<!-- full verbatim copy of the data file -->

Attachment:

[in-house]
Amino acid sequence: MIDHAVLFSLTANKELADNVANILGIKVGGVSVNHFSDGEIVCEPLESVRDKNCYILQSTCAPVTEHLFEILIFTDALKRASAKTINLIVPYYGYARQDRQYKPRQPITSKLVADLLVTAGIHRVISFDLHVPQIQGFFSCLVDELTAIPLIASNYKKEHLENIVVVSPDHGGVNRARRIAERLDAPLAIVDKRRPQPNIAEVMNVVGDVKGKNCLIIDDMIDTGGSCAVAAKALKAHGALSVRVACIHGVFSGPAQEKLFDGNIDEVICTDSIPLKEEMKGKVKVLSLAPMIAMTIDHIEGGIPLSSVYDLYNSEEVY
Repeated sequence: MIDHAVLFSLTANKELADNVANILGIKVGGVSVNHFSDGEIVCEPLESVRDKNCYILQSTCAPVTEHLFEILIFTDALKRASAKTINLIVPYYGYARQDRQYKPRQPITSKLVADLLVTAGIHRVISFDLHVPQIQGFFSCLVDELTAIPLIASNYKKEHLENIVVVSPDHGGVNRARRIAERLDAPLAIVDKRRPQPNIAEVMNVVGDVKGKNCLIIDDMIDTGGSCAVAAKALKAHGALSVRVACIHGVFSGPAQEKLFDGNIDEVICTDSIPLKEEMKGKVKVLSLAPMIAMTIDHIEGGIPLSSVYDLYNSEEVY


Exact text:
[in-house]
Amino acid sequence: MIDHAVLFSLTANKELADNVANILGIKVGGVSVNHFSDGEIVCEPLESVRDKNCYILQSTCAPVTEHLFEILIFTDALKRASAKTINLIVPYYGYARQDRQYKPRQPITSKLVADLLVTAGIHRVISFDLHVPQIQGFFSCLVDELTAIPLIASNYKKEHLENIVVVSPDHGGVNRARRIAERLDAPLAIVDKRRPQPNIAEVMNVVGDVKGKNCLIIDDMIDTGGSCAVAAKALKAHGALSVRVACIHGVFSGPAQEKLFDGNIDEVICTDSIPLKEEMKGKVKVLSLAPMIAMTIDHIEGGIPLSSVYDLYNSEEVY
Repeated sequence: MIDHAVLFSLTANKELADNVANILGIKVGGVSVNHFSDGEIVCEPLESVRDKNCYILQSTCAPVTEHLFEILIFTDALKRASAKTINLIVPYYGYARQDRQYKPRQPITSKLVADLLVTAGIHRVISFDLHVPQIQGFFSCLVDELTAIPLIASNYKKEHLENIVVVSPDHGGVNRARRIAERLDAPLAIVDKRRPQPNIAEVMNVVGDVKGKNCLIIDDMIDTGGSCAVAAKALKAHGALSVRVACIHGVFSGPAQEKLFDGNIDEVICTDSIPLKEEMKGKVKVLSLAPMIAMTIDHIEGGIPLSSVYDLYNSEEVY